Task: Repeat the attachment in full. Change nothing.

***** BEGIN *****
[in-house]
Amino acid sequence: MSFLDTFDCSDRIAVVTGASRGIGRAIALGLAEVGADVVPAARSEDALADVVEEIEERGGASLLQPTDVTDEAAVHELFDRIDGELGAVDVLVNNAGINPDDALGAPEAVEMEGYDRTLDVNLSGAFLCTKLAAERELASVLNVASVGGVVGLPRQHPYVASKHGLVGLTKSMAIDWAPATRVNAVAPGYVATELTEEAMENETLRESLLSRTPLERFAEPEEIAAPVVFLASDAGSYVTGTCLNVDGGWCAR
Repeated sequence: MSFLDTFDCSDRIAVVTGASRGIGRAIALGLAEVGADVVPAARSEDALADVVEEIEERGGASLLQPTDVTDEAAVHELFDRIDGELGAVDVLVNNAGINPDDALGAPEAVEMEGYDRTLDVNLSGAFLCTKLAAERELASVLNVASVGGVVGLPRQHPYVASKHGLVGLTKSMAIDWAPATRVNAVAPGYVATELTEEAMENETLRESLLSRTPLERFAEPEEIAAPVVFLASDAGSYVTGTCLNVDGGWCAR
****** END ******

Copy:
[in-house]
Amino acid sequence: MSFLDTFDCSDRIAVVTGASRGIGRAIALGLAEVGADVVPAARSEDALADVVEEIEERGGASLLQPTDVTDEAAVHELFDRIDGELGAVDVLVNNAGINPDDALGAPEAVEMEGYDRTLDVNLSGAFLCTKLAAERELASVLNVASVGGVVGLPRQHPYVASKHGLVGLTKSMAIDWAPATRVNAVAPGYVATELTEEAMENETLRESLLSRTPLERFAEPEEIAAPVVFLASDAGSYVTGTCLNVDGGWCAR
Repeated sequence: MSFLDTFDCSDRIAVVTGASRGIGRAIALGLAEVGADVVPAARSEDALADVVEEIEERGGASLLQPTDVTDEAAVHELFDRIDGELGAVDVLVNNAGINPDDALGAPEAVEMEGYDRTLDVNLSGAFLCTKLAAERELASVLNVASVGGVVGLPRQHPYVASKHGLVGLTKSMAIDWAPATRVNAVAPGYVATELTEEAMENETLRESLLSRTPLERFAEPEEIAAPVVFLASDAGSYVTGTCLNVDGGWCAR